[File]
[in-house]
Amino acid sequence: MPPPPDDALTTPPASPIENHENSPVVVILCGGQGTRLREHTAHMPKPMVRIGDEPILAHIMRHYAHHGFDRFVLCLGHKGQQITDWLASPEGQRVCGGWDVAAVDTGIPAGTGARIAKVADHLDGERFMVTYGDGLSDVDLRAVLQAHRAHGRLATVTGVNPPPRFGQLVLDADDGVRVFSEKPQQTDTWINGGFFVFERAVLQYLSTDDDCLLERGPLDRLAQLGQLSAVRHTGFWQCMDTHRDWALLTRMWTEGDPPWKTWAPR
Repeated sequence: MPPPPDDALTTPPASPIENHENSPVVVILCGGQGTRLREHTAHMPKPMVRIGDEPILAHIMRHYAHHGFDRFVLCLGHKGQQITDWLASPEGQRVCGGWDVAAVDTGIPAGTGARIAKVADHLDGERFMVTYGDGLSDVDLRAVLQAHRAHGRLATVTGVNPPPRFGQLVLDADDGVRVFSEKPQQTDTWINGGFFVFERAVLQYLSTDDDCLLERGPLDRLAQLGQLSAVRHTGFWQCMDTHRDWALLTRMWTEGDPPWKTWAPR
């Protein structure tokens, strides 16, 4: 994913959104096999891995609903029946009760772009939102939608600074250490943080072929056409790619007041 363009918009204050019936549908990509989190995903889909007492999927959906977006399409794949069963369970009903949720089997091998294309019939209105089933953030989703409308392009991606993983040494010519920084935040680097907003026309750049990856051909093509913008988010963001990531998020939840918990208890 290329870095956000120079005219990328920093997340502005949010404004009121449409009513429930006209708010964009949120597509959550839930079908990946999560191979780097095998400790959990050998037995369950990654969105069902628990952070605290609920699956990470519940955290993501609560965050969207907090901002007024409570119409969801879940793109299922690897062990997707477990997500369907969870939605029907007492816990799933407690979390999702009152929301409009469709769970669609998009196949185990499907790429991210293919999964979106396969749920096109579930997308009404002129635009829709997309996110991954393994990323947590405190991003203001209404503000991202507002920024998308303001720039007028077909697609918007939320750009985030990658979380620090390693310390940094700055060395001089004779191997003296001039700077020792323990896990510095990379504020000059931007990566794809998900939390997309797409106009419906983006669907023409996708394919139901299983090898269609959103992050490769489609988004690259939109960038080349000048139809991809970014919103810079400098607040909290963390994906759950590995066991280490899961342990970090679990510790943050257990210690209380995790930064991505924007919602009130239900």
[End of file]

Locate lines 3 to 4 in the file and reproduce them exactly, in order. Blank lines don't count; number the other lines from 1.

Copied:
Repeated sequence: MPPPPDDALTTPPASPIENHENSPVVVILCGGQGTRLREHTAHMPKPMVRIGDEPILAHIMRHYAHHGFDRFVLCLGHKGQQITDWLASPEGQRVCGGWDVAAVDTGIPAGTGARIAKVADHLDGERFMVTYGDGLSDVDLRAVLQAHRAHGRLATVTGVNPPPRFGQLVLDADDGVRVFSEKPQQTDTWINGGFFVFERAVLQYLSTDDDCLLERGPLDRLAQLGQLSAVRHTGFWQCMDTHRDWALLTRMWTEGDPPWKTWAPR
């Protein structure tokens, strides 16, 4: 994913959104096999891995609903029946009760772009939102939608600074250490943080072929056409790619007041 363009918009204050019936549908990509989190995903889909007492999927959906977006399409794949069963369970009903949720089997091998294309019939209105089933953030989703409308392009991606993983040494010519920084935040680097907003026309750049990856051909093509913008988010963001990531998020939840918990208890 290329870095956000120079005219990328920093997340502005949010404004009121449409009513429930006209708010964009949120597509959550839930079908990946999560191979780097095998400790959990050998037995369950990654969105069902628990952070605290609920699956990470519940955290993501609560965050969207907090901002007024409570119409969801879940793109299922690897062990997707477990997500369907969870939605029907007492816990799933407690979390999702009152929301409009469709769970669609998009196949185990499907790429991210293919999964979106396969749920096109579930997308009404002129635009829709997309996110991954393994990323947590405190991003203001209404503000991202507002920024998308303001720039007028077909697609918007939320750009985030990658979380620090390693310390940094700055060395001089004779191997003296001039700077020792323990896990510095990379504020000059931007990566794809998900939390997309797409106009419906983006669907023409996708394919139901299983090898269609959103992050490769489609988004690259939109960038080349000048139809991809970014919103810079400098607040909290963390994906759950590995066991280490899961342990970090679990510790943050257990210690209380995790930064991505924007919602009130239900």